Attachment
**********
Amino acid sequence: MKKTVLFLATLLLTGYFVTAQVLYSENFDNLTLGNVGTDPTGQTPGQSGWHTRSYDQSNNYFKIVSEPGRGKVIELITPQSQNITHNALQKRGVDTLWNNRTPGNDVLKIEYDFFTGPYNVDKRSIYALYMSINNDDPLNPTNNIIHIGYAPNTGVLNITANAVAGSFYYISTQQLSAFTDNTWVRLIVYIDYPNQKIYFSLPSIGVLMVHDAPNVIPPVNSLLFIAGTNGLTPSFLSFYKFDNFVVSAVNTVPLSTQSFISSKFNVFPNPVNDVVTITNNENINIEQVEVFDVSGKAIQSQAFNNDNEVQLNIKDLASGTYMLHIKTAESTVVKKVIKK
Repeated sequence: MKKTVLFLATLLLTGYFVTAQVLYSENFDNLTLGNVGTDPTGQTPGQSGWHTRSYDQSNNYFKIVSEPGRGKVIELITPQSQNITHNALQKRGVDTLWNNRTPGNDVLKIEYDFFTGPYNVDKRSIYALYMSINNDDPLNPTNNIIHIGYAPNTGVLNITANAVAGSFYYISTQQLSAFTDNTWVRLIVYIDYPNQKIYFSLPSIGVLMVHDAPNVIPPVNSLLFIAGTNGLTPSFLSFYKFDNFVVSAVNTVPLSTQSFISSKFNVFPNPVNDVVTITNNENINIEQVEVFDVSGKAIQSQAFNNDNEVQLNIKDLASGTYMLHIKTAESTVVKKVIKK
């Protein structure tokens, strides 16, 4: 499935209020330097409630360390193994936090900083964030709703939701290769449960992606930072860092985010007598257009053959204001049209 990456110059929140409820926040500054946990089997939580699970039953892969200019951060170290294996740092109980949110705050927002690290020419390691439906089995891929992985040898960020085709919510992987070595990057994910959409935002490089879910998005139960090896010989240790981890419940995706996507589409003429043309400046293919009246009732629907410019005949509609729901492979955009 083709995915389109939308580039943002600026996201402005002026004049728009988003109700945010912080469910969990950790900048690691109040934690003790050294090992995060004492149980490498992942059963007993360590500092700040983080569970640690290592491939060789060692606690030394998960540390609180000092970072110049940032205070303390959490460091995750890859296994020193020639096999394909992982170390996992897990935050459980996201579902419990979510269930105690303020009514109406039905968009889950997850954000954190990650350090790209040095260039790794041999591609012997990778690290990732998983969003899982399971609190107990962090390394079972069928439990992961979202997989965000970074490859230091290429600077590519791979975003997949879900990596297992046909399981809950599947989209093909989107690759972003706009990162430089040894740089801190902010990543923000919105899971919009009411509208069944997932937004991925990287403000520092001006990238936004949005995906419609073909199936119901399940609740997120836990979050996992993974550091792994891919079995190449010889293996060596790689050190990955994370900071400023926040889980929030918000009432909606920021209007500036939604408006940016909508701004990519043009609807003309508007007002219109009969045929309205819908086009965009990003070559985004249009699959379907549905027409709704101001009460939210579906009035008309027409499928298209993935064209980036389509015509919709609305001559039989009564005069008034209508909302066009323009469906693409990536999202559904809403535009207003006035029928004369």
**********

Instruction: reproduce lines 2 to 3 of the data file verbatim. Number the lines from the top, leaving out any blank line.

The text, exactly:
Repeated sequence: MKKTVLFLATLLLTGYFVTAQVLYSENFDNLTLGNVGTDPTGQTPGQSGWHTRSYDQSNNYFKIVSEPGRGKVIELITPQSQNITHNALQKRGVDTLWNNRTPGNDVLKIEYDFFTGPYNVDKRSIYALYMSINNDDPLNPTNNIIHIGYAPNTGVLNITANAVAGSFYYISTQQLSAFTDNTWVRLIVYIDYPNQKIYFSLPSIGVLMVHDAPNVIPPVNSLLFIAGTNGLTPSFLSFYKFDNFVVSAVNTVPLSTQSFISSKFNVFPNPVNDVVTITNNENINIEQVEVFDVSGKAIQSQAFNNDNEVQLNIKDLASGTYMLHIKTAESTVVKKVIKK
């Protein structure tokens, strides 16, 4: 499935209020330097409630360390193994936090900083964030709703939701290769449960992606930072860092985010007598257009053959204001049209 990456110059929140409820926040500054946990089997939580699970039953892969200019951060170290294996740092109980949110705050927002690290020419390691439906089995891929992985040898960020085709919510992987070595990057994910959409935002490089879910998005139960090896010989240790981890419940995706996507589409003429043309400046293919009246009732629907410019005949509609729901492979955009 083709995915389109939308580039943002600026996201402005002026004049728009988003109700945010912080469910969990950790900048690691109040934690003790050294090992995060004492149980490498992942059963007993360590500092700040983080569970640690290592491939060789060692606690030394998960540390609180000092970072110049940032205070303390959490460091995750890859296994020193020639096999394909992982170390996992897990935050459980996201579902419990979510269930105690303020009514109406039905968009889950997850954000954190990650350090790209040095260039790794041999591609012997990778690290990732998983969003899982399971609190107990962090390394079972069928439990992961979202997989965000970074490859230091290429600077590519791979975003997949879900990596297992046909399981809950599947989209093909989107690759972003706009990162430089040894740089801190902010990543923000919105899971919009009411509208069944997932937004991925990287403000520092001006990238936004949005995906419609073909199936119901399940609740997120836990979050996992993974550091792994891919079995190449010889293996060596790689050190990955994370900071400023926040889980929030918000009432909606920021209007500036939604408006940016909508701004990519043009609807003309508007007002219109009969045929309205819908086009965009990003070559985004249009699959379907549905027409709704101001009460939210579906009035008309027409499928298209993935064209980036389509015509919709609305001559039989009564005069008034209508909302066009323009469906693409990536999202559904809403535009207003006035029928004369």